The demodulator 40 demodulates the original data signal D from the electrical signals obtained by the illumination light receiver 30.

Next, the operation of the illumination light receiver 30 configured as described above will be described with the focus on the workings of the wavelength separation mechanism 31 and the light dispersion restraining mechanism 32.

The wavelength separation mechanism 31, using refraction by a prism or light interference by a diffraction grating, separates the illumination light X shone from the illumination light transmitter 20 into predetermined wavelength distribution widths, and thereby generates a plurality of single-color lights (in the example above, red, green, and blue lights).

The light dispersion restraining mechanism 32 includes a reflection mirror, a waveguide realized with an optical fiber or a Fresnel lens, or an interference filter, and the lights (the plurality of single-color lights) outputted from the wavelength separation mechanism 31 and incident on the mechanism 32 has their traveling directions changed appropriately so as to be guided into corresponding light receiving devices.

The light receiving section 33 has light receiving devices (e.g., a photodiode array having a plurality of photodiodes arranged in an array) arranged at positions where it can receive the lights outputted from the light dispersion restraining mechanism 32 separately, and converts them into and outputs electrical signals.

In this way, the wavelength separation mechanism 31 is disposed at a stage preceding the light receiving section 33, so that the illumination light X shone from the illumination light transmitter 20 is separated in advance into the plurality of single-color lights. This eliminates the need for filters that are conventionally required and thus makes it possible to simplify the process of fabricating the light receiving devices; hence it is possible to contribute to improving light reception characteristics, reducing fabrication costs, and increasing the yield of acceptable products.

Further, between the wavelength separation mechanism 31 and the light receiving section 33 is disposed the light dispersion restraining mechanism 32, so that the diffusion of the lights outputted from the wavelength separation mechanism 31 is restrained. With this arrangement, it is possible to narrow down the regions illuminated with the dispersing and spreading lights outputted from the wavelength separation mechanism 31. Now all the light receiving devices have simply to be arranged in a concentrated fashion within the limited illuminated regions in the light receiving section 33; hence it is possible to downsize the illumination light receiver 30.

Next, how to select the optical elements to be used as the wavelength separation mechanism 31 and the light dispersion restraining mechanism 32 will be described in detail below.

The wavelength separation mechanism 31 includes a prism or a diffraction grating, and the light dispersion restraining mechanism 32 includes a reflection mirror, a waveguide realized with an optical fiber or a Fresnel lens, or an interference filter. As to which of those optical elements are to be used, it is preferable to select an optimal combination in consideration of the accuracy required in the illumination light communications system and the device costs.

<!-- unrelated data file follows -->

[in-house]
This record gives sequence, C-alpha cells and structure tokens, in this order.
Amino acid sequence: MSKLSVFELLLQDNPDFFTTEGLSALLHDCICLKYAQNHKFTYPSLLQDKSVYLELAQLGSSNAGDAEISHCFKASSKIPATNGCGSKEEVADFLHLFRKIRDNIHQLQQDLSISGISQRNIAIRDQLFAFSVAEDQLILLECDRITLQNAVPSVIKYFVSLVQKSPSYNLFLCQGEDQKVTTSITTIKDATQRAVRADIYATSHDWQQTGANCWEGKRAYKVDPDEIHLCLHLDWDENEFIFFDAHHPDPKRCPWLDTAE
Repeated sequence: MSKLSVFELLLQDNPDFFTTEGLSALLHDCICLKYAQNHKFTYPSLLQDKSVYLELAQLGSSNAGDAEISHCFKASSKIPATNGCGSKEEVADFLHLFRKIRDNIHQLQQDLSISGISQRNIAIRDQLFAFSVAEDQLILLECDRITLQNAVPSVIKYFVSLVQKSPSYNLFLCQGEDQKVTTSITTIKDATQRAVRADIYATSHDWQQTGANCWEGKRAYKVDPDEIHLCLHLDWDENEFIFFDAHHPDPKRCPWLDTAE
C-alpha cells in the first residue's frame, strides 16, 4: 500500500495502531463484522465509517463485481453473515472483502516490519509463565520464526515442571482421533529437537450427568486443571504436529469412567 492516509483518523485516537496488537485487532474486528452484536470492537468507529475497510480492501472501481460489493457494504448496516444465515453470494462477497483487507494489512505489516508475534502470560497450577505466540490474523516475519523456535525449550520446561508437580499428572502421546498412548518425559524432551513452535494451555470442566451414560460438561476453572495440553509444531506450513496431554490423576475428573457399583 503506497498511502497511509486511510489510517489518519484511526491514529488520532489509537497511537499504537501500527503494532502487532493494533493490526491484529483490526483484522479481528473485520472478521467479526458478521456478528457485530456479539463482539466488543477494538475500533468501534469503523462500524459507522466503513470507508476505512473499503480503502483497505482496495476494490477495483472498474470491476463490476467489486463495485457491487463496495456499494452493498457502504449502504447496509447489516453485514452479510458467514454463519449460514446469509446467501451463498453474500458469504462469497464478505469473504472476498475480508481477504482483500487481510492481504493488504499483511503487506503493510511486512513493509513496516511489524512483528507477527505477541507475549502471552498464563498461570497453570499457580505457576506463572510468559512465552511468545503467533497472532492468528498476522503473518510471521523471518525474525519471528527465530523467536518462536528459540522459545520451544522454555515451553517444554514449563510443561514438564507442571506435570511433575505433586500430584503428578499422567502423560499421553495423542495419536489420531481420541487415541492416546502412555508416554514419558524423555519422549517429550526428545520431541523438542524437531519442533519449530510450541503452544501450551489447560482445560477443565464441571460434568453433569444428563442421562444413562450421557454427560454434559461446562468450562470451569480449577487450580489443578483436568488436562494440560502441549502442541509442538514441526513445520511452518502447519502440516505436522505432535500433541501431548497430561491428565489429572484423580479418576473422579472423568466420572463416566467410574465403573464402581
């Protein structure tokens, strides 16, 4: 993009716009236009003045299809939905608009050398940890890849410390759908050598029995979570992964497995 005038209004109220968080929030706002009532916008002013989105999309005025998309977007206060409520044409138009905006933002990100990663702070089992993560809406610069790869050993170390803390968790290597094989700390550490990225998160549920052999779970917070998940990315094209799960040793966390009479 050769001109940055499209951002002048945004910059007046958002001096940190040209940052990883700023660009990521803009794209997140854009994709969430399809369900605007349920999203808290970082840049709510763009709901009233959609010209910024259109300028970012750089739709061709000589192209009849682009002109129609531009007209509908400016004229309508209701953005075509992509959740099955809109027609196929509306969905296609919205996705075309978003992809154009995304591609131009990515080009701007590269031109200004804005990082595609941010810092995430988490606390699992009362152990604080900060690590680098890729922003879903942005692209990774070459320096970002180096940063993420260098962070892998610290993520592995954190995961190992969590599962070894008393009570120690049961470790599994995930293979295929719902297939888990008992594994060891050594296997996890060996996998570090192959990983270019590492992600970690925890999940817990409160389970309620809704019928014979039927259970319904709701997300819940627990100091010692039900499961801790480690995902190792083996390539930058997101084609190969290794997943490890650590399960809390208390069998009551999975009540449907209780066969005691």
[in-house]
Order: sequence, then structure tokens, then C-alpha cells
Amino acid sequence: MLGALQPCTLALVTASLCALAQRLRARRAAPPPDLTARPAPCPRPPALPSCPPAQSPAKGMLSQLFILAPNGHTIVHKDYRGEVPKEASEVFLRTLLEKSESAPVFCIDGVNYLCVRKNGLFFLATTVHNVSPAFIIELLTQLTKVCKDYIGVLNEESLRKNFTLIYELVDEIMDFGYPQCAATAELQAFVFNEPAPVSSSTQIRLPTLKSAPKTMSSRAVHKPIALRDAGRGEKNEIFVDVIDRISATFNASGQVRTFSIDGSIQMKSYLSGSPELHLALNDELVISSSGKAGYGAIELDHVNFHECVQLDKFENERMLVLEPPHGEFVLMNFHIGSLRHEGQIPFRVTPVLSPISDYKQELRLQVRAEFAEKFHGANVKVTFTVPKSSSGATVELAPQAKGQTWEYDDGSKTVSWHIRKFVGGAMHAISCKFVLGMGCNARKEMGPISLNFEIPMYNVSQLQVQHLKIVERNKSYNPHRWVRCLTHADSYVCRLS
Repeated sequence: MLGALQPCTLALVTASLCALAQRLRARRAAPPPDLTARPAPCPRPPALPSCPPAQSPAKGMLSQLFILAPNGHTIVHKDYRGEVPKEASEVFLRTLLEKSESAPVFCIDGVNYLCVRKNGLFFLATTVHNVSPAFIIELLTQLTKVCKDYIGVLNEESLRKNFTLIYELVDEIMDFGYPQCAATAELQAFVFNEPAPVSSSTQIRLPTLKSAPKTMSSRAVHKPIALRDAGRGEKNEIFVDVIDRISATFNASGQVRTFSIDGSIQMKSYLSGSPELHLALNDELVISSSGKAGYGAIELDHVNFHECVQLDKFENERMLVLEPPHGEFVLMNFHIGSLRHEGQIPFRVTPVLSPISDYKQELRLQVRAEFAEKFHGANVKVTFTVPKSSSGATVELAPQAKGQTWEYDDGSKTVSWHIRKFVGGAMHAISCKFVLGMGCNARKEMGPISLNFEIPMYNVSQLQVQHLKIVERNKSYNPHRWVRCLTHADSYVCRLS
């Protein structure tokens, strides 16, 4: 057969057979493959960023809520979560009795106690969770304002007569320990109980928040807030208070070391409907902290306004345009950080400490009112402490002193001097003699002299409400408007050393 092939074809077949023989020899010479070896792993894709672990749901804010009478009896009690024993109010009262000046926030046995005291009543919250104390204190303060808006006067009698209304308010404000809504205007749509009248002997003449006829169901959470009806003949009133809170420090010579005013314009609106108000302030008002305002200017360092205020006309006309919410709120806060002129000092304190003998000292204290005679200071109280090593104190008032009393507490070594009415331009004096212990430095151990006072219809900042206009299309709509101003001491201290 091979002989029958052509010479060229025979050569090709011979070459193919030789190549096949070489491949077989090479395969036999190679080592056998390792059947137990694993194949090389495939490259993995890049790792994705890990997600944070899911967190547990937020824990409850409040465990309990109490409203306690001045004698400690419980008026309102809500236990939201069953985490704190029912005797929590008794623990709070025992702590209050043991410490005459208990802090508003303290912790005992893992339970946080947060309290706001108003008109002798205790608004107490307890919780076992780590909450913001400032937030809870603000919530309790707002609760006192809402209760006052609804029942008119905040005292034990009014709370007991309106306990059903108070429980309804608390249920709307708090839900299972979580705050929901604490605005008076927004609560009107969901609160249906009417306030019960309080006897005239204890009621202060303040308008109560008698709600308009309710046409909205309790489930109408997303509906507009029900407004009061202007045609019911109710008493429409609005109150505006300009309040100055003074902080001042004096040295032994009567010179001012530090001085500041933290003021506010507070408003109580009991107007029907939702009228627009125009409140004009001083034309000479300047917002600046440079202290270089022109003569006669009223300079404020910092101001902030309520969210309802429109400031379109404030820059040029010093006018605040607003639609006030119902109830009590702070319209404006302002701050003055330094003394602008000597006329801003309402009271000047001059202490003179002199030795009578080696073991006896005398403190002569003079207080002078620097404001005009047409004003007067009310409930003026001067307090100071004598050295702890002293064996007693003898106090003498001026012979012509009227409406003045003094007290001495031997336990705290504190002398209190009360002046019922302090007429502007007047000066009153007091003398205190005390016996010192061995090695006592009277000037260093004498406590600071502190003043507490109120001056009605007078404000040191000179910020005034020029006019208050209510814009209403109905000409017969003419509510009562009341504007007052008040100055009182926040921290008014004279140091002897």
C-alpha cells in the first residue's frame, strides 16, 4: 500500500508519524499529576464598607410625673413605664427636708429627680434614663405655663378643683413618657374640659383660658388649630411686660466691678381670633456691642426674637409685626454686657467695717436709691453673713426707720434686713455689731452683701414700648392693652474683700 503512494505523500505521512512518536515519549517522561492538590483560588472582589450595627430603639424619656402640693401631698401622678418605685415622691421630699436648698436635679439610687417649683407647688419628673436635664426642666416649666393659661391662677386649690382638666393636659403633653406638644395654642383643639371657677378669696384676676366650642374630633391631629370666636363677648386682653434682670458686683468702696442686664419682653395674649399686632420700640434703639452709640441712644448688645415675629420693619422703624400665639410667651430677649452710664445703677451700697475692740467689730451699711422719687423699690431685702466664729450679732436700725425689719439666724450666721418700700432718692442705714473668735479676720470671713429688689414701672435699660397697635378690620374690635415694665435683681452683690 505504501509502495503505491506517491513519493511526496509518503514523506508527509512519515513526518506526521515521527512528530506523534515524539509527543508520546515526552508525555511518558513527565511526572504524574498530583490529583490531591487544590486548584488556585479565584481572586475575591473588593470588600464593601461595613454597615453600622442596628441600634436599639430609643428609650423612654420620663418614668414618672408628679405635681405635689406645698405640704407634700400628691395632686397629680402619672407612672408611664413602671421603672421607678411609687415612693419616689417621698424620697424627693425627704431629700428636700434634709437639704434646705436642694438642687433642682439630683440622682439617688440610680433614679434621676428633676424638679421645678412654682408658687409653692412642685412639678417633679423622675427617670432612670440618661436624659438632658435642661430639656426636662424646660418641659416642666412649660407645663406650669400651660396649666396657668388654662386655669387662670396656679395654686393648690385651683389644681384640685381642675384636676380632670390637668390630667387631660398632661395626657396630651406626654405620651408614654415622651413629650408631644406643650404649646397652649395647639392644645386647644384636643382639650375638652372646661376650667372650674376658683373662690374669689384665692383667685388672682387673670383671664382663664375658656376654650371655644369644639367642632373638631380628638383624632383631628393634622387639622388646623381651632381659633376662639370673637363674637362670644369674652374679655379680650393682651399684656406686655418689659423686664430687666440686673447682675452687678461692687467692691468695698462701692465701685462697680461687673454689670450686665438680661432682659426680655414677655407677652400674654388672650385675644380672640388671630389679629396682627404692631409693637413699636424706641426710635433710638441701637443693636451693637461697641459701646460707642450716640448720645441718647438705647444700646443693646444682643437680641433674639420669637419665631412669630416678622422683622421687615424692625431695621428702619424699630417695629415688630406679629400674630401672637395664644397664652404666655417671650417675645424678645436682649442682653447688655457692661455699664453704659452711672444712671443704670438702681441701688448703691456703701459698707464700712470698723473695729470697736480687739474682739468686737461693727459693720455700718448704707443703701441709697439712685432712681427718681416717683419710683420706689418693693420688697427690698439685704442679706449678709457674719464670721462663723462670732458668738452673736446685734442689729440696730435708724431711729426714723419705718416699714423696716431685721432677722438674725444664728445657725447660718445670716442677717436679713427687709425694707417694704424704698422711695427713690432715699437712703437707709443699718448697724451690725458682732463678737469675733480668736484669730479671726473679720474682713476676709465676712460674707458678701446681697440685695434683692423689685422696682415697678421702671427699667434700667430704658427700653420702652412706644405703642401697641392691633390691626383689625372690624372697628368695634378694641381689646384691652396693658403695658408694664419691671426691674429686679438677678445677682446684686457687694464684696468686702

What combination to select depends on the accuracy of the wavelength of the illumination light X, that is, the S/N ratio of transmitted data, required in the illumination light communications system. So long as the required wavelength accuracy is up to a width of about 30 [nm], the optimal combination is that of a prism used as the wavelength separation mechanism 31 with a reflection mirror used as the light dispersion restraining mechanism 32.

This is because in a case where the separated lights totally reflected on the reflection mirror are shone on the entire surfaces of the light receiving devices to secure an illuminated area necessary for converting the data D into and deriving electrical signals, the wavelength widths of the lights falling within the illuminated regions satisfy the required wavelength accuracy. Note that in the case where the above combination is employed, although the wavelength accuracy obtained thereby is substantially equal to that obtained by the conventional technology, it is possible to approximately halve the regions on the light receiving section 33 where the light receiving devices are arranged.

For the same reason, in a case where the separated lights are shone on the entire surfaces of the light receiving devices, the optimal combination is that of members necessary and sufficient for the wavelengths of the separated lights falling within the illuminated regions to satisfy the required wavelength accuracy.

For example, in a case where the required wavelength accuracy is up to a width of about 10 [nm], the optimal combination is that of a diffraction grating used as the wavelength separation mechanism 31 with a reflection mirror used as the light dispersion restraining mechanism 32, or that of a prism or a diffraction grating used as the wavelength separation mechanism 31 with a waveguide realized with an optical fiber or a Fresnel lens used as the light dispersion restraining mechanism 32.

Further, in a case where the required wavelength accuracy is smaller than mentioned above, a necessary combination is that of a prism or a diffraction grating used as the wavelength separation mechanism 31 with an interference filter used as the light dispersion restraining mechanism 32. Note that in a case where a diffraction grating is used as the wavelength separation mechanism 31 and an interference filter is used as the light dispersion restraining mechanism 32, it is possible to obtain a wavelength accuracy of 1 [nm] or less.